/ NEW ARTICLE: Stevie Haston - The Timeline
Here's an overview of his climbing career that started in Gozo and London as a boy, began officially with his first roped climbs on Yorkshire gritstone in 1970 and has continued all across Europe, the USA and the Himalaya since.
Read more at http://www.ukclimbing.com/articles/page.php?id=2721
Fisher Towers looks surprisingly - well, rock-like, in that picture.
Did Stevie really free Amanita? I thought that was somebody else. It's very hard now to visualise a time when it was thought easier to do that at A5 (shudder) than E4. Anyone care to explain what was involved in doing it as A5?
It looks quite warm and where are the axes?
Pretty astonishing list of routes.
2004 - Should read losing hope instead of Loosing.
Brilliant article as always though UKC.
I noticed one or two minor errors in there.
Dervish was a loose E5 when it was first climbed and was still rated as such in 1983 when Derek Hearsey, Dave Lee and I all led it. Personally, I thought it was only E4 but I was outvoted in Pete's. I find it hard to believe it is now E2; the polish was nasty when I repeated it about 10 years back with wifey.
The article might also have mentioned Steve's 'lost years' when he went a bit off the rails with the ale and such. Which makes his achievements all the more impressive.
Lastly, can't believe the article didn't mention me, Tom Jones and Stevie climbing Cabbage Crack together in 1982........
> Fisher Towers looks surprisingly - well, rock-like, in that picture.
Under the baked mud it's basically gritstone. But more importantly the caption looks wrong. I don't think there is any part of the Finger of Fate route on the Titan which can photographed with one of the other Fisher Towers behind. It is either the Sun Devil Chimney (though that doesn't seem quite right either) or a different tower altogether.
It's not, is it? I suppose my guides are all ancient now. Maybe it is.
I think it's low down on Sun Devil Chimney
In reply to Jody:
I don't think it's Cannabis either, I've seen the picture before but can't place it exactly, its a big offwidth in the US.
Thrice V12 should be Trice. </pedanty>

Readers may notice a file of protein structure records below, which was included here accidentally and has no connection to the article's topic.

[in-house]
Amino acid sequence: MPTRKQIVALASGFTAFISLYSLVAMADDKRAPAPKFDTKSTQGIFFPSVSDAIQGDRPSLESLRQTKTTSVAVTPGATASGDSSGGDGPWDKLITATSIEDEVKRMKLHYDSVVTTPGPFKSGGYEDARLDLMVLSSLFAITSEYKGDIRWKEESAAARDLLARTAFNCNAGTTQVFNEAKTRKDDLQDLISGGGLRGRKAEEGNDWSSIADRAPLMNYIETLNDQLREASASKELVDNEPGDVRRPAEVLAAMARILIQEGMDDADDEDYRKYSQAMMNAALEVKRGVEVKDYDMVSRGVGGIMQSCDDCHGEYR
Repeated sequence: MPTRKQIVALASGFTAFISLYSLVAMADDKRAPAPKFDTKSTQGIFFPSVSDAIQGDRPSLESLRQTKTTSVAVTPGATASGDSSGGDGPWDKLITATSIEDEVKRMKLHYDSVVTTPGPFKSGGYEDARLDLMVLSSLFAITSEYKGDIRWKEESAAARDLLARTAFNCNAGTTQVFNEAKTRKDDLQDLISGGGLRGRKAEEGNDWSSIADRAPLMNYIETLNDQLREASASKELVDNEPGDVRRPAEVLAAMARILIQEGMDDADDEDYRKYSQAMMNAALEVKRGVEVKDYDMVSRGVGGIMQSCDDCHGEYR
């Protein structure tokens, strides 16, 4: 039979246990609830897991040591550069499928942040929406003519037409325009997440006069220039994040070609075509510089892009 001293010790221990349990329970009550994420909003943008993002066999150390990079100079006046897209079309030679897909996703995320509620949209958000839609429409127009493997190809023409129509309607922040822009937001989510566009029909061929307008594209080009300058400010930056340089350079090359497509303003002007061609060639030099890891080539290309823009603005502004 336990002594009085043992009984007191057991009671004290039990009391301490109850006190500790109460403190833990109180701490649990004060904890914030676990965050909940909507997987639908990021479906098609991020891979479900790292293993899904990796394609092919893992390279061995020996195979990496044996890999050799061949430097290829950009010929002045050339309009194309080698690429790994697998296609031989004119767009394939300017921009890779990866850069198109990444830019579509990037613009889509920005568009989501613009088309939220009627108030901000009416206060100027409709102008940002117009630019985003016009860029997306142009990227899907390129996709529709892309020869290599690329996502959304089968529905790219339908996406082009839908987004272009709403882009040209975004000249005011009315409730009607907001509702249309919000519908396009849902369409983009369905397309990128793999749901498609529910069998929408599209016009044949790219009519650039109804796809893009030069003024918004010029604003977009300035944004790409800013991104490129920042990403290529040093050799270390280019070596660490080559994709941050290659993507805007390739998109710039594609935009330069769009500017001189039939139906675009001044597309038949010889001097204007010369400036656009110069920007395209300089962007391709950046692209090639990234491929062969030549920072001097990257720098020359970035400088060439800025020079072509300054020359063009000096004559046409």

Amazing list of routes over the years.
It's been E3 since the at least the late 90's hasn't it?
> I don't think it's Cannabis either, I've seen the picture before but can't place it exactly, its a big offwidth in the US.
Yep, and a third here. Is it the "Crack House"? Some name like that and in Utah - or one of those western states. I'm sure I remember seeing pictures of Haston on that route maybe 5-7 years ago? When he was still writing for the OTE anyway.
Apropos nothing but who on God's Earth thinks that it is acceptable to ram a nut key into the crack beneath the gear? Are the fires of hell hot enough for such scoundrels?
I don't think Stevie is credited with the FFA in any of the guides but who knows?
The A5 loop on Amanita skyhooked right from the final (3 bolt) belay, up what is now Was It You?, then back left to join the Yellow Edge ramp. As it involved hooking and RURPs in somewhat soft rock and a potential 60' directly onto the belay it probably was equivalent to old-school Yosemite A5. Ed Hart freed this pitch not long after the FA by doing the sensible thing and climbing up and left off the belay to join Yellow Edge, avoiding Wilmott's aided section.
And did that leave some other aid on the other pitches? I suppose there was still the quarryman's spike on pitch two, but I don't really count that. Wasn't the rest of it always free?
Tony Willmot climbed the rest of the route nearly free, a peg on P1 and the spike on P2, Ed Hart climbed it with just these two points. Perhaps Stevie eliminated these? Amanita was known as an aid route because of the eye-catching A5 grade, but it including some proper E3 climbing which was not too shabby an effort for 1972.
Sundevil chimney with climber on P1 in a similar position to Stevie: http://www.rockclimbing.com/images/photos/assets/6/258706-largest_8995.jpg
But my point is that at the time of the first acent it was an E5. It was horribly loose and dangerous. Even Derek Hearsey pulled a wire through the rock and had to grab a runner. In 1983 it was still E4 at least.
I'm not sure there wasn't a time when it was even given E6 6a, or have I made that up? Hard to believe now, of course.
A timely article. Stevie attracts a lot of flak on here from people who probably dont understand the importance or longevity of his contribution. While this doesnt always excuse him his more pointed moments, it should make people think twice before prematurely dismissing his opinions.
Some changes/corrections/speculations made.
Refresh your browser. Others welcomed.
Did he ever get his UIAGM badge? I remember reading a highly amusing rant of his on the subject in one of the mags many years ago.
> But my point is that at the time of the first acent it was an E5. It was horribly loose and dangerous. Even Derek Hearsey pulled a wire through the rock and had to grab a runner. In 1983 it was still E4 at least.
I wonder what Hersey would have achieved had it not been for his early demise. Of course he wasnt an all rounder like Stevie but cant help but ponder it, he would never have been able to afford a winter set up for a start , lol.
The route pictured for "cannabis" is below the White rim road in Canyonlands, somewhere near monument basin - I think Crusher discovered it. Its definitely not granite.
Stevie the Master, you the bater............
Very impressive. Long live the old climbers!
I think there might a little mistake re Nuits Blanche WI6 not WI7 and it was my impression taht it was first climbed by Thierry Renault (solo).
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